I think when my older brother, Tommy, was born, my parents had a chorus behind them, singing their own rock opera — “It’s a Boy!” He came out of the womb wearing a red cape. After I was born two years later, they changed their tune to the Stones’ classic “Stupid Girl.”
If only I had been born the boy, then I would have gotten all that power. My brother was like a giant Hoover vacuum cleaner that hovered over me my entire childhood, sucking the energy out of me. He was electrified; sparks shot out from him as he passed by. With me, batteries weren’t even included.
When they brought me home from the hospital, Tommy ran and hid for hours under the black cast-iron Singer sewing machine with the gold swirl embossment. But soon he had to come out to eat with his metaphorical silver spoon. Mother and Father probably explained that I was there for a reason, purely for his entertainment, to be made fun of, to be tortured — there to be sacrificed to his sadistic whims, to be his slave, if need be. For years, he got joy out of telling me that he had rocked my bassinet at full speed, until I’d spit up all my baby food. No wonder I’m phobic today at amusement parks.
Whatever the purpose of my being, I had been brainwashed: Girls didn’t need to get a higher education, shouldn’t ask too many questions, should be content with dusting furniture, baking breads, looking pretty, and eventually standing on line at the pharmacy waiting for their tranquilizers.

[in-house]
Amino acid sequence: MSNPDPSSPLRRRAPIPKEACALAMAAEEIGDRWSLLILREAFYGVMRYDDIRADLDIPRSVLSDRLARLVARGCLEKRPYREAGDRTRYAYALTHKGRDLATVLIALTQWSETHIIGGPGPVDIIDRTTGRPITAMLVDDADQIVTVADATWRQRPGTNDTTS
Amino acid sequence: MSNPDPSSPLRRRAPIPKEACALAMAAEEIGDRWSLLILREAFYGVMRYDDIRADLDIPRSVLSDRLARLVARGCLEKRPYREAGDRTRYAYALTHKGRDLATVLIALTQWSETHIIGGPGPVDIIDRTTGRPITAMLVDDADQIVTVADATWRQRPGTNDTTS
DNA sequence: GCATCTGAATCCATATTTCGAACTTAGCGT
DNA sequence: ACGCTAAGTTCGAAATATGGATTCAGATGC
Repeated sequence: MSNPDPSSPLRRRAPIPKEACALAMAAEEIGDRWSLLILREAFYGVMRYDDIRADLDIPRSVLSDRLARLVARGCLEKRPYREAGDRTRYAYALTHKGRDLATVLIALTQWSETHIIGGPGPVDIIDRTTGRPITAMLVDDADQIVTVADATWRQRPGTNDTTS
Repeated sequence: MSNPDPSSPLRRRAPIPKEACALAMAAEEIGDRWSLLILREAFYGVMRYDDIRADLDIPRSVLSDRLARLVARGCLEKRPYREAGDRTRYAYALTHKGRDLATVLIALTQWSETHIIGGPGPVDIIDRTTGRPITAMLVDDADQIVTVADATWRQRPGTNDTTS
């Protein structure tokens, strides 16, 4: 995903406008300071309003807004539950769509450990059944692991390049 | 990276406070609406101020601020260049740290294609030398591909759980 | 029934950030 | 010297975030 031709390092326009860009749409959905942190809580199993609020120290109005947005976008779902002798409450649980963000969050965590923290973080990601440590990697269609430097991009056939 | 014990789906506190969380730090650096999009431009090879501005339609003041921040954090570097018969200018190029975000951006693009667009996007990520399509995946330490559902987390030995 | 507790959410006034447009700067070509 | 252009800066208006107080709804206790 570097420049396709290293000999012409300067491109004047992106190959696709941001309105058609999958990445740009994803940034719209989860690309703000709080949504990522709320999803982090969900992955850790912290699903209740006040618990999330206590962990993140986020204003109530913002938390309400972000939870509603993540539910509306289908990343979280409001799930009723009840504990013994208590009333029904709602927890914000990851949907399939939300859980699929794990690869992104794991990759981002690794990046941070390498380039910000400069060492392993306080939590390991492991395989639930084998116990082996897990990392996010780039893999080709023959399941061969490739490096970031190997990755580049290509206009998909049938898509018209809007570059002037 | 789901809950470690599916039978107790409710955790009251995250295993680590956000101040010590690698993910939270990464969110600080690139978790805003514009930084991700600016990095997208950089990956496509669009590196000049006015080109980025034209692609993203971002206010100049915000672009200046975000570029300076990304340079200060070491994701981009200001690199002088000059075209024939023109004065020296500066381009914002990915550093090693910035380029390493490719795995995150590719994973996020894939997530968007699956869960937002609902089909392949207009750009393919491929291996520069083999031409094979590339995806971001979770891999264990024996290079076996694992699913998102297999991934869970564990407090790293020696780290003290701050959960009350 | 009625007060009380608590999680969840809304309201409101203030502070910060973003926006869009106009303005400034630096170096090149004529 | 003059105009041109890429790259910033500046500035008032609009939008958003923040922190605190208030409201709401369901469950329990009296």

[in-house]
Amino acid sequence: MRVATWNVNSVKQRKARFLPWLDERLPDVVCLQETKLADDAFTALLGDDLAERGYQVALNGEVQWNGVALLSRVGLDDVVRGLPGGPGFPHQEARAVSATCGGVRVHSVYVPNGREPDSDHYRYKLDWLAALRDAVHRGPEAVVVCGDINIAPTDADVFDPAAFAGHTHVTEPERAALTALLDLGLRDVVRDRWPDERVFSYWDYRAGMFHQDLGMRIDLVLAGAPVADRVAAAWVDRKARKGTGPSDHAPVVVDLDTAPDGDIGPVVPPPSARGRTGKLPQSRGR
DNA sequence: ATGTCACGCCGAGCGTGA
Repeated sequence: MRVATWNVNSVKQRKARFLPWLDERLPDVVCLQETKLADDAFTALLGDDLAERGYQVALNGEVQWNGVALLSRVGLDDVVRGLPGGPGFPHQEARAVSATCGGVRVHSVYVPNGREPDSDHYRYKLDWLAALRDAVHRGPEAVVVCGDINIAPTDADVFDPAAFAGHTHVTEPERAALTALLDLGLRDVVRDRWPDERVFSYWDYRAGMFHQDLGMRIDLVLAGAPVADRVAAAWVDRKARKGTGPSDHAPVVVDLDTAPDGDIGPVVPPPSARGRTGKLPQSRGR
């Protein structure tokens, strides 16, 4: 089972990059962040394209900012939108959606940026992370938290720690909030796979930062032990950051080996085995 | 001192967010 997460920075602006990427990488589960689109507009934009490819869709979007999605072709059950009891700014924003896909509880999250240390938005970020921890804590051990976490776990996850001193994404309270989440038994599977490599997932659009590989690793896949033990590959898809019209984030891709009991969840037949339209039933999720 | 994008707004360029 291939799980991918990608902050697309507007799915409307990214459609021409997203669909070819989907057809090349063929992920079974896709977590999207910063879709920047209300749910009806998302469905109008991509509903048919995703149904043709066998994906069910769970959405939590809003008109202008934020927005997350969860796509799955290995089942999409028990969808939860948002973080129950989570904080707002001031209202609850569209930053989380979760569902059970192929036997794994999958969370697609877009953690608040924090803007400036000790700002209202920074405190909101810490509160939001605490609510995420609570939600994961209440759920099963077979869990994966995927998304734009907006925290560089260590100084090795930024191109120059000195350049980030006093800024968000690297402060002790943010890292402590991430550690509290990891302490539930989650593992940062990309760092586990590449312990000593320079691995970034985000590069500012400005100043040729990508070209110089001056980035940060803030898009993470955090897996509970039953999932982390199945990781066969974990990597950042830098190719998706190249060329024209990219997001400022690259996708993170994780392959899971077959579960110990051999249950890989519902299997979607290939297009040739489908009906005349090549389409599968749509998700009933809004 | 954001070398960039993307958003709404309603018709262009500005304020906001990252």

He is the Super Power, extraordinarily successful, and everything our parents expected him to be. If only I were worthy of getting half the jolt that he received on a daily basis, then maybe I would have been full of electricity, like Tommy.
He’s the one in the 10,000-square-foot house with the infinity pool, living between celebrities on the Gold Coast, while I live on the South Shore, next to a crotchety old man with a limp and his half-dead basset hound. He’s the one who rides in the back seat of his Bentley, driven by his chauffeur named Bentley, jet-sets around the world in private planes, and sips cabernet on his fancy yacht.
Me, the other child, I’m the one who putters about in my near-defunct Ford, chugs on a Silver Bullet, and bails water out of my dinghy. I’m the one who lives on the wrong side of the tracks, still waiting for that golden train to pull into the station.